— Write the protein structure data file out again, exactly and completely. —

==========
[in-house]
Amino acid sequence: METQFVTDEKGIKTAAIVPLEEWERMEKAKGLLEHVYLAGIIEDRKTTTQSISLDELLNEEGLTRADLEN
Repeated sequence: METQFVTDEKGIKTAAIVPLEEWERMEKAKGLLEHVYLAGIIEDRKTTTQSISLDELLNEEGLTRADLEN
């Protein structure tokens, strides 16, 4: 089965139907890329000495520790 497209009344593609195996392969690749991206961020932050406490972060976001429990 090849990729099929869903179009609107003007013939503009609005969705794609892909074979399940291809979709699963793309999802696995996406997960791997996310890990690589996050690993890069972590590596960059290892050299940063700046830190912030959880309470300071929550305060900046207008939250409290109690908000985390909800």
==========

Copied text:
[in-house]
Amino acid sequence: METQFVTDEKGIKTAAIVPLEEWERMEKAKGLLEHVYLAGIIEDRKTTTQSISLDELLNEEGLTRADLEN
Repeated sequence: METQFVTDEKGIKTAAIVPLEEWERMEKAKGLLEHVYLAGIIEDRKTTTQSISLDELLNEEGLTRADLEN
């Protein structure tokens, strides 16, 4: 089965139907890329000495520790 497209009344593609195996392969690749991206961020932050406490972060976001429990 090849990729099929869903179009609107003007013939503009609005969705794609892909074979399940291809979709699963793309999802696995996406997960791997996310890990690589996050690993890069972590590596960059290892050299940063700046830190912030959880309470300071929550305060900046207008939250409290109690908000985390909800």